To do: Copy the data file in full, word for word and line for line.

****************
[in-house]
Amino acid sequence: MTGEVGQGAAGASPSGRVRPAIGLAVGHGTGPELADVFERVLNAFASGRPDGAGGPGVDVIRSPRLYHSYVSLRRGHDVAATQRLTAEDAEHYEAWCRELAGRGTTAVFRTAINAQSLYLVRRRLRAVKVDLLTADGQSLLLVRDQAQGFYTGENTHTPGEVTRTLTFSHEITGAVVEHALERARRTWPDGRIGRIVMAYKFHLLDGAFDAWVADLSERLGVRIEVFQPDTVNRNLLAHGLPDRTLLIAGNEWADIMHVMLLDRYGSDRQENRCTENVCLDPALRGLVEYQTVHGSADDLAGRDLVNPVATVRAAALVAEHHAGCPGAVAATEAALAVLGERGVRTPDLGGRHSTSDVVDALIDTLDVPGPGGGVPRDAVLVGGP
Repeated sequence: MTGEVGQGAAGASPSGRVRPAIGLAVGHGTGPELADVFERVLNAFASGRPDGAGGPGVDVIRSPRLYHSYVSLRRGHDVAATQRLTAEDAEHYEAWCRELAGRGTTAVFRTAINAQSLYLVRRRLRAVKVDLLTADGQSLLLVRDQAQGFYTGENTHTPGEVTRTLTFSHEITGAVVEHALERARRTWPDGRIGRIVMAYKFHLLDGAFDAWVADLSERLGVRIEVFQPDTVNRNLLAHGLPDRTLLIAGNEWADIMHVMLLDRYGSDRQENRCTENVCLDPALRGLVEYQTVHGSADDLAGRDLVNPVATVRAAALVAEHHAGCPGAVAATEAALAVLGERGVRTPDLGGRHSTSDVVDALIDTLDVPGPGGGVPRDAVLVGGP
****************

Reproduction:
[in-house]
Amino acid sequence: MTGEVGQGAAGASPSGRVRPAIGLAVGHGTGPELADVFERVLNAFASGRPDGAGGPGVDVIRSPRLYHSYVSLRRGHDVAATQRLTAEDAEHYEAWCRELAGRGTTAVFRTAINAQSLYLVRRRLRAVKVDLLTADGQSLLLVRDQAQGFYTGENTHTPGEVTRTLTFSHEITGAVVEHALERARRTWPDGRIGRIVMAYKFHLLDGAFDAWVADLSERLGVRIEVFQPDTVNRNLLAHGLPDRTLLIAGNEWADIMHVMLLDRYGSDRQENRCTENVCLDPALRGLVEYQTVHGSADDLAGRDLVNPVATVRAAALVAEHHAGCPGAVAATEAALAVLGERGVRTPDLGGRHSTSDVVDALIDTLDVPGPGGGVPRDAVLVGGP
Repeated sequence: MTGEVGQGAAGASPSGRVRPAIGLAVGHGTGPELADVFERVLNAFASGRPDGAGGPGVDVIRSPRLYHSYVSLRRGHDVAATQRLTAEDAEHYEAWCRELAGRGTTAVFRTAINAQSLYLVRRRLRAVKVDLLTADGQSLLLVRDQAQGFYTGENTHTPGEVTRTLTFSHEITGAVVEHALERARRTWPDGRIGRIVMAYKFHLLDGAFDAWVADLSERLGVRIEVFQPDTVNRNLLAHGLPDRTLLIAGNEWADIMHVMLLDRYGSDRQENRCTENVCLDPALRGLVEYQTVHGSADDLAGRDLVNPVATVRAAALVAEHHAGCPGAVAATEAALAVLGERGVRTPDLGGRHSTSDVVDALIDTLDVPGPGGGVPRDAVLVGGP